Wednesday, February 8, 2012

2/8 Dicks earmarks, Oregon reserves, bag ban, Great Bear, steelhead regs, local plans, Swinomish dredging, magic mud

Snowy Owl Photo: Carl Safina
Carl Safina does Snowy Owls:  Snowy Owls of 2012: The White Album By Carl Safina

Kimberly Kindy of the Washington Post goes deep in reporting on how Rep. Norm Dicks and former Puget Sound Partnership director and son David Dicks worked together, with the congressman directing millions more to Puget Sound recovery, including a $1.82 million earmark and more than $14 million in grants and other funds that went to his son’s agency. There were no competitors for the funds.  "It was a difficult time," the younger Dicks said. "I left a lucrative law practice to help save Puget Sound. No one was expecting the response that me and my father got." Dicks channeled federal money to Puget Sound project his son ran

Cassandra Profita at OPB reports that the Oregon Senate overwhelmingly voted to approve three new marine reserves in state coastal waters that restricts fishing near Cape Falcon, north of Manzanita, Cascade Head, north of Lincoln City, and Cape Perpetua, between Florence and Newport. The bill needs approval from the Oregon House of Representatives and a signature from the governor to become law. Oregon Senate Passes Marine Reserves Bill  

Washington House and Senate bills to ban plastic bags at groceries haven't passed but have lots of support among San Juan County grocers. Banning the bag: Local grocers get on board with banning plastic bags at checkout stands

ForestEthics, the Sierra Club and Greenpeace have charged that the B.C. government is not meeting conservation targets set six years ago in the Great Bear Rainforest agreement to preserve 70 percent of the central coast forest but allow commercial logging on the rest.  The work on a new approach to logging, called eco-system-based management, is behind schedule and only 50 per cent of the land is protected because the government mapwork is incomplete. Eco groups urge government to complete protection promise for Great Bear Rainforest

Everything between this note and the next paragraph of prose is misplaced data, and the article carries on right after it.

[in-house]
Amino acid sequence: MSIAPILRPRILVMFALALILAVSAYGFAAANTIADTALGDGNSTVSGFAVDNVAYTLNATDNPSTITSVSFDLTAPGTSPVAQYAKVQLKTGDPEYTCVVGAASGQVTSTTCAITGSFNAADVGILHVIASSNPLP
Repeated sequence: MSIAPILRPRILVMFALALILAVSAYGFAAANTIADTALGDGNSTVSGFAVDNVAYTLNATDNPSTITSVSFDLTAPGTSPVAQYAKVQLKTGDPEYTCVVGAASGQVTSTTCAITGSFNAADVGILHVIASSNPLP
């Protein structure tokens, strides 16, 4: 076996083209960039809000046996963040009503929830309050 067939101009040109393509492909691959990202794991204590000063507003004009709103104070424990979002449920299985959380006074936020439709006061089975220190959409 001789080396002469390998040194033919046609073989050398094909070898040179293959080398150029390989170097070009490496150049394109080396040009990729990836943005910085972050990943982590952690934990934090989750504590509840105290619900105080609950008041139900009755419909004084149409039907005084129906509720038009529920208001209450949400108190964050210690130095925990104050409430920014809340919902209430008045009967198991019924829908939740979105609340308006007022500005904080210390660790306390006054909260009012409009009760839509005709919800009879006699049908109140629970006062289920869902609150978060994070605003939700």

The Washington Fish and Wildlife Commission met last week and among its actions closed fishing early for steelhead and other game fish in several river systems in Puget Sound and along the Strait of Juan de Fuca to protect wild steelhead. WDFW Commission changes steelhead fishing regulations to protect wild fish

After nearly two years of debate, Kitsap County and its four cities have approved a set of policies to guide their land-use planning efforts, as required by the state's Growth Management Act. County planning policies finally approved   Meanwhile, Whatcom County leaders will decide at a special meeting on Wednesday, Feb. 8, whether to appeal a January 9 state board decision that invalidated zoning and growth policies on 2,575 acres. Whatcom council to consider appealing state board ruling on rural zoning, policies

The U.S. Army Corps of Engineers’ 2012 work plan now includes $2.3 million in federal funding to dredge the Swinomish Channel.  Feds to save Swinomish Channel from silting over

Gooey, paper-thin biofilm can make up to 70 per cent of the diet of small shorebirds, which slurp up the stuff like energy drinks, making it a key bird food. The "magic" in the mud was first uncovered just south of Vancouver where up to half the world's western sandpipers touch down to refuel as they migrate north.  'Magic mud' on tidal flats key to shorebird populations

Now, your tug weather--
WEST ENTRANCE U.S. WATERS STRAIT OF JUAN DE FUCA- 243 AM PST WED FEB 8 2012
SMALL CRAFT ADVISORY IN EFFECT THROUGH LATE TONIGHT
TODAY
SE WIND 15 TO 25 KT. WIND WAVES 2 TO 4 FT. W SWELL 9 FT AT 13 SECONDS. RAIN IN THE MORNING...THEN A CHANCE OF RAIN IN THE AFTERNOON.
TONIGHT
SE WIND 15 TO 25 KT. WIND WAVES 2 TO 4 FT. SW SWELL 9 FT AT 11 SECONDS. RAIN.

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3 comments:

  1. The link to article about dredging Swinomish Slough does not work for me.

    I still wonder if your sleuthing can come up with an explanation of why the Swinomish Slough silts up. Is it tidal action? Is it the sloughs that drain into it? Did it silt up "in the old days" or is the silting the result of farming or building or diking or ????

    Maybe the silting could be prevented and thus avoid this endless begging for money to save it by dredging.

    ReplyDelete
    Replies
    1. Correct link is http://threesheetsnw.com/blog/2012/02/feds-to-save-swinomish-channel-from-silting-over/ I'll see if anyone knows where the silt's coming from.

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  2. According to the Port of Skagit: "Silt from the North Fork of the Skagit River enters the Swinomish Channel from the south end, but there’s also a buildup of silt from Padilla Bay at the north end. In addition, earth occasionally sloughs off of the banks at various points along the length of the channel."

    ReplyDelete